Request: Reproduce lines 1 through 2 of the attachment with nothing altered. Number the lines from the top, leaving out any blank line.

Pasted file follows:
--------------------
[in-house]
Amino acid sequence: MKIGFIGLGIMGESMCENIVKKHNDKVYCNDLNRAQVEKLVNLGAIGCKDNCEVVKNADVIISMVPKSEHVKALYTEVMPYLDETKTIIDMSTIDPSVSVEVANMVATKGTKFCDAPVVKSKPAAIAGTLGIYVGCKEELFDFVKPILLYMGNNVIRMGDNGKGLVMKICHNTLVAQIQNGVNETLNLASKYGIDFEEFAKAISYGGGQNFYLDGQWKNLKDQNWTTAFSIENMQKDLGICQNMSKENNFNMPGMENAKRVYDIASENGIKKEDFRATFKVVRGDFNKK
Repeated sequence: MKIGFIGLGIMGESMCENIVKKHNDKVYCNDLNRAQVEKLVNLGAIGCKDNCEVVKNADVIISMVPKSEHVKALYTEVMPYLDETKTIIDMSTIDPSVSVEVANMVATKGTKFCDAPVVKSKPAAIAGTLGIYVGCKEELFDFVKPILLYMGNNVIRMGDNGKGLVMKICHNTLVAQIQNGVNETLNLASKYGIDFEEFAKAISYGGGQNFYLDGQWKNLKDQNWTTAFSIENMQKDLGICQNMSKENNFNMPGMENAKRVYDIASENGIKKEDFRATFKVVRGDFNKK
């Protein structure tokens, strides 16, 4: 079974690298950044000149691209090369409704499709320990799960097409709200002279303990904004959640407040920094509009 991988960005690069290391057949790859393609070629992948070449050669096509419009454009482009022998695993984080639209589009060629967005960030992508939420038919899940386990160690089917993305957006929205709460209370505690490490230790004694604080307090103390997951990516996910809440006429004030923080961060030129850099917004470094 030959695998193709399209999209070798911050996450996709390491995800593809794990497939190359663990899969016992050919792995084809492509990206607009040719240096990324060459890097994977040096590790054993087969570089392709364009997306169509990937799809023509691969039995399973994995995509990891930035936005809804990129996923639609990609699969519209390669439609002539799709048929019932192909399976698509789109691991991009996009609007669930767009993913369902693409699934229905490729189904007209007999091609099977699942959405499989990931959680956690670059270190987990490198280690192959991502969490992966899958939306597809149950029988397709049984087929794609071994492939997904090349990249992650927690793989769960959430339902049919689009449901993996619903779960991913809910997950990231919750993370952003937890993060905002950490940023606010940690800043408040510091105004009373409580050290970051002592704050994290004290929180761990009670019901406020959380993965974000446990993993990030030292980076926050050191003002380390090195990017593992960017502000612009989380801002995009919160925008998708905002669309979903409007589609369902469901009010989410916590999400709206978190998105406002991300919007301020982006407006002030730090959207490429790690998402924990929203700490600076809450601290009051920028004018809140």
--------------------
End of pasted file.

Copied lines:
[in-house]
Amino acid sequence: MKIGFIGLGIMGESMCENIVKKHNDKVYCNDLNRAQVEKLVNLGAIGCKDNCEVVKNADVIISMVPKSEHVKALYTEVMPYLDETKTIIDMSTIDPSVSVEVANMVATKGTKFCDAPVVKSKPAAIAGTLGIYVGCKEELFDFVKPILLYMGNNVIRMGDNGKGLVMKICHNTLVAQIQNGVNETLNLASKYGIDFEEFAKAISYGGGQNFYLDGQWKNLKDQNWTTAFSIENMQKDLGICQNMSKENNFNMPGMENAKRVYDIASENGIKKEDFRATFKVVRGDFNKK